The public should be made aware of the nine principles of journalism outlined by Bill Kovach and Tom Rosenstiel (authors of the The Elements of Journalism). The public should also expect to be able to request for news to be accurate, verified, and independent, especially as a monitor of power. It might be very difficult for journalists in the traditional media, but we can try our best to fulfil these expectations.
If the public sees that the traditional newspapers are not reporting the same things as the online independent media, they can call up the television or radio station, or the newspaper’s editorial desk to voice their dissatisfaction. This principle also applies to the online media. The responsibility of upholding freedom of expression and information does not rest squarely on journalists. The public also needs to participate actively.
The public must understand that they will be seriously affected if the traditional media downplay or black out important issues. For example, if [journalists] are told we cannot report on by-elections, then there will be no serious analysis or critical discussion on the matter. This will result in a lack of knowledge among the public on the issues at stake. The public will become poorly informed, and when we are poorly informed, how are we then to make good decisions?
The public can actually do many things to support good journalism, from signing petitions to simply praying for journalists.
Given the nature of racial politics in Malaysia, do you think it’s problematic that the press operates in so many languages in Malaysia? For example, your shows Edisi Siasat and Editor’s Time probably targeted Chinese-speaking Malaysians. Do journalists have the responsibility to transcend linguistic and racial boundaries through our reporting? How do we do this?
In my case, the team I worked with was mainly Chinese-educated, so we did not have the capacity to produce Editor’s Time in English or Malay. But we can still transcend the language barrier, for example the network could make sure to always put up accurate English or Malay subtitles. In online journalism, a website like Malaysiakini now offers news in English, Malay, Tamil and Chinese.
Wong documenting the situation of Orang Asli (pic courtesy of Wong)
The important thing is that on Editor’s Time and Siasat Mandarin, we did not choose topics based on race. We did public interest shows — on public health, the situation of Orang Asli, human trafficking, marginalised groups, and so on.
Do you think journalists are suffering a crisis of credibility in Malaysia?
Yes, and there are two different problems: the overall system, and our values. The systemic problem is that we have restrictive laws and monopolistic political ownership of media outfits. This breeds more political interference and encourages self-censorship.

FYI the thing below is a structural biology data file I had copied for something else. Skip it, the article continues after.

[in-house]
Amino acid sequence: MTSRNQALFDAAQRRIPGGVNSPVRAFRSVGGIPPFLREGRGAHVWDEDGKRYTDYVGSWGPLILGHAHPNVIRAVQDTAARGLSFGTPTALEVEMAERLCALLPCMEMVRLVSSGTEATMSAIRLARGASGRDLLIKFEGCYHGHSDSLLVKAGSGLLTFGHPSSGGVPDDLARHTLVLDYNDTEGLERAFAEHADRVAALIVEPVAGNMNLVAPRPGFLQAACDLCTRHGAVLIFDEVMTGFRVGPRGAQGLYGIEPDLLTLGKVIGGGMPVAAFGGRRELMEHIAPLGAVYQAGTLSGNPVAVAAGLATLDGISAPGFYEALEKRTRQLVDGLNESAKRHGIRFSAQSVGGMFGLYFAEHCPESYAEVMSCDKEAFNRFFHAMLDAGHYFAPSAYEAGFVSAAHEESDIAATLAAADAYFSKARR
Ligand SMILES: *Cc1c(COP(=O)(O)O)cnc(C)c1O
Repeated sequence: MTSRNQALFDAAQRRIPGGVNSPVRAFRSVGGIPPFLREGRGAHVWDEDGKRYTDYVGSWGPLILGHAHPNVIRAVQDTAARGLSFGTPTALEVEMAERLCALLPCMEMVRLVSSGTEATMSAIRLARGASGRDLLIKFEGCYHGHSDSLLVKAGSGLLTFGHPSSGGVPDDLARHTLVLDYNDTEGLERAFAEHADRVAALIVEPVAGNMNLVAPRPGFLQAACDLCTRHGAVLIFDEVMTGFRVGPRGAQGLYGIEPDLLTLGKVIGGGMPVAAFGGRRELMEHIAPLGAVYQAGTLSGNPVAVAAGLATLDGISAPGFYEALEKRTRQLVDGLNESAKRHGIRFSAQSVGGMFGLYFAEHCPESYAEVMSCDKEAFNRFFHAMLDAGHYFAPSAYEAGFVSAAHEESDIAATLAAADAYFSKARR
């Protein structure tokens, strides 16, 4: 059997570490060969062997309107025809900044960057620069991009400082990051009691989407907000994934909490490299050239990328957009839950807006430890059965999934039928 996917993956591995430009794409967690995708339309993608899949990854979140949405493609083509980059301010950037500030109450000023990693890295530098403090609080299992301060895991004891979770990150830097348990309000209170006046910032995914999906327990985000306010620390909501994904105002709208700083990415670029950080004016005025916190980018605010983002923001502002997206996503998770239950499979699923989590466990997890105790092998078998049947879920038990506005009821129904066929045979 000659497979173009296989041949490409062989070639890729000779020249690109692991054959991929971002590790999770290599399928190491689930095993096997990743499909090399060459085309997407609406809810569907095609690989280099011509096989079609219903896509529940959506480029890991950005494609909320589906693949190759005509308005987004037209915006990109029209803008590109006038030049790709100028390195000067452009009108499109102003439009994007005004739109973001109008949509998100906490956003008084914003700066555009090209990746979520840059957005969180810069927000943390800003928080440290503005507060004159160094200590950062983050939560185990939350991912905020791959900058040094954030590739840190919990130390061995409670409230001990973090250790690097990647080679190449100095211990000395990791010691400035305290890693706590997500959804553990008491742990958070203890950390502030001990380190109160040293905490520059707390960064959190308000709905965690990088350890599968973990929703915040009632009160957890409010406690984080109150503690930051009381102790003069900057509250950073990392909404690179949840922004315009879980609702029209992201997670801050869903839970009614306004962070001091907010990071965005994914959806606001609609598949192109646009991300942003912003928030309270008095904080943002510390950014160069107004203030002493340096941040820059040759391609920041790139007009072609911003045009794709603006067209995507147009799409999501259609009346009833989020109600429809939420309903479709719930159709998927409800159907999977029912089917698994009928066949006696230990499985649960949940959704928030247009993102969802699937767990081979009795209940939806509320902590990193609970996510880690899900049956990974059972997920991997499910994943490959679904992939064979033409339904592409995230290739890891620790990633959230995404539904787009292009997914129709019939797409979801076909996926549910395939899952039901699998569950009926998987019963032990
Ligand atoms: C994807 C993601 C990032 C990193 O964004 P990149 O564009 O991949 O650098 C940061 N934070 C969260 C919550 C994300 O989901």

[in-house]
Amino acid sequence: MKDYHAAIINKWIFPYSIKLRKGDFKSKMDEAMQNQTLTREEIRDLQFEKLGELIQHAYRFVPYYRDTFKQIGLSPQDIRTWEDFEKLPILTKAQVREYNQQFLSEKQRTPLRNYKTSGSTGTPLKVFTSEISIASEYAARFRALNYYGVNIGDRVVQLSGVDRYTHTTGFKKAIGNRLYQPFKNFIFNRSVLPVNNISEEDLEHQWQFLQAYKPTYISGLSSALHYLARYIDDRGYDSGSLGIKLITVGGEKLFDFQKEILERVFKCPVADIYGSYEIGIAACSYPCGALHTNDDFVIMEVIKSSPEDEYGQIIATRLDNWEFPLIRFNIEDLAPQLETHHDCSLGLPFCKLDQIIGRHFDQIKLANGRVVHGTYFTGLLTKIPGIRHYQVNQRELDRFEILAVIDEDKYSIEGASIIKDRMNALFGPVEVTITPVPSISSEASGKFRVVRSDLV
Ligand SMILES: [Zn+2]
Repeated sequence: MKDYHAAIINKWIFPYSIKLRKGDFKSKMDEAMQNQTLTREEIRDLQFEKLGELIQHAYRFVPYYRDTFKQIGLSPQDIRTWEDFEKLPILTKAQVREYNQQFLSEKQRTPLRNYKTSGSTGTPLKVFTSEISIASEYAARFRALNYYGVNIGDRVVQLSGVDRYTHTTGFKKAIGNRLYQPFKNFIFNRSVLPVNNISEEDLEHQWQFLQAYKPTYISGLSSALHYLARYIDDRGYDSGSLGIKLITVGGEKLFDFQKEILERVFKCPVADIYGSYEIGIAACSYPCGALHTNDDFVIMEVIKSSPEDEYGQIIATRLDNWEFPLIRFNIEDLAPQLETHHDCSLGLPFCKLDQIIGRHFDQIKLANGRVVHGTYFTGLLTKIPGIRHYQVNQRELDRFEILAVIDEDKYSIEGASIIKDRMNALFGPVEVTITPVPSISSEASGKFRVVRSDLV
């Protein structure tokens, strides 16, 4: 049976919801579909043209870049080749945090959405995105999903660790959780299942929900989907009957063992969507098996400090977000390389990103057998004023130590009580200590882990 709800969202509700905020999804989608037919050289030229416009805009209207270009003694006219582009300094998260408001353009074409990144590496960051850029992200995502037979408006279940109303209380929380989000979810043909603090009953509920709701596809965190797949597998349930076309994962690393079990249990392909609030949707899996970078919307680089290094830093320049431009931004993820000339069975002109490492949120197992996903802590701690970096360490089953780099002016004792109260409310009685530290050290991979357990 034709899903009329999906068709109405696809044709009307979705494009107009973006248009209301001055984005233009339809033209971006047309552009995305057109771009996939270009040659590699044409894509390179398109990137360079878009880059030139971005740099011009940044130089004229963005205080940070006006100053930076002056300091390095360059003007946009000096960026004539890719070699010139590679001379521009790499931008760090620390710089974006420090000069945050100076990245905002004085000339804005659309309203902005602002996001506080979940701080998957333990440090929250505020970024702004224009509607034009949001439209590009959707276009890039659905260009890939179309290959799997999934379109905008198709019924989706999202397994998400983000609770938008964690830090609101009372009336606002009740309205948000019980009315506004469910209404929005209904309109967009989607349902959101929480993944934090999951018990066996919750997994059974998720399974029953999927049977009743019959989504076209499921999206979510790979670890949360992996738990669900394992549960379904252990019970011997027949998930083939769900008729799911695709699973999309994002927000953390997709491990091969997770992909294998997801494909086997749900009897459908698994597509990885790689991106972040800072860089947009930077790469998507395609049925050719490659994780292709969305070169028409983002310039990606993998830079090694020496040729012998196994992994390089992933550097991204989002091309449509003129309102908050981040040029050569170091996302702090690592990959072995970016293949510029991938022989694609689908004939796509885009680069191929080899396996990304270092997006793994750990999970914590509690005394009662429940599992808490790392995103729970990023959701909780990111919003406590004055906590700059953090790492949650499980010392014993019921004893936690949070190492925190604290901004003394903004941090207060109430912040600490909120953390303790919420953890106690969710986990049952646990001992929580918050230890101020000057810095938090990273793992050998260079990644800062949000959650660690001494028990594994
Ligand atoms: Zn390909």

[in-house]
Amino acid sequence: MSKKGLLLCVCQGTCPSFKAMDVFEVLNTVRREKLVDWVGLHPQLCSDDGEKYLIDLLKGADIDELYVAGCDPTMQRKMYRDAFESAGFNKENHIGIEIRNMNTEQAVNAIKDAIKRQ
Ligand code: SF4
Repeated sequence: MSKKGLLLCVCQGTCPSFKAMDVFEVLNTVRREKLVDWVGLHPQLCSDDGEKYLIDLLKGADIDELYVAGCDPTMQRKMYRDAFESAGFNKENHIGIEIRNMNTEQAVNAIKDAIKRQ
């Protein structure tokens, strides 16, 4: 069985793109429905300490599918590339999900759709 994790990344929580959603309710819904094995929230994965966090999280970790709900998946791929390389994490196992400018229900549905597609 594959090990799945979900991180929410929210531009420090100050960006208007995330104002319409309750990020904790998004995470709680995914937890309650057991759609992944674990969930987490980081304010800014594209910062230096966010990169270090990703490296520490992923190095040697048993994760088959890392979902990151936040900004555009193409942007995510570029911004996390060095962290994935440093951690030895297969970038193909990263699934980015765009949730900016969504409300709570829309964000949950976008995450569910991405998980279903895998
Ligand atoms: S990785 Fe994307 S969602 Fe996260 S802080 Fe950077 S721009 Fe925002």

But there is also a crisis of values, which comes from both journalists and the top management of media outfits. It comes from the question of how we see ourselves as journalists. Are we just workers who are duty-bound to our management’s instructions, or are we loyal firstly to citizens?
To restore credibility, journalists themselves must go back to upholding principles of journalism, which can happen bit by bit. Then we can restore good values in journalism. The other thing to do of course is to tackle the issue of political ownership. We must also work to remove laws that restrict freedom of expression and information.
But we must also understand that we are a capitalist society, and so the media operates within a capitalist environment. In other words, the media will always be subject to either commercial or political pressures, or a combination of both. The media is also a business in this environment, and must survive as such. [So we must also think of alternatives to sustaining a free and independent media in this situation.]
Describe the kind of journalists and journalism you’d like to see in Malaysia.
I think having a moral compass is important. As professionals, we are not the same as doctors or lawyers, for example. They become professionals after they are assessed on whether they have acquired the appropriate expertise or skills in their fields. [We don’t actually have that sort of assessment, because instead] our professional recognition relies on our daily application of journalistic morals and ethics.
See Part 1 of this exclusive interview : “Don’t self-censor“
For related stories, see In the spotlight: Freedom of Expression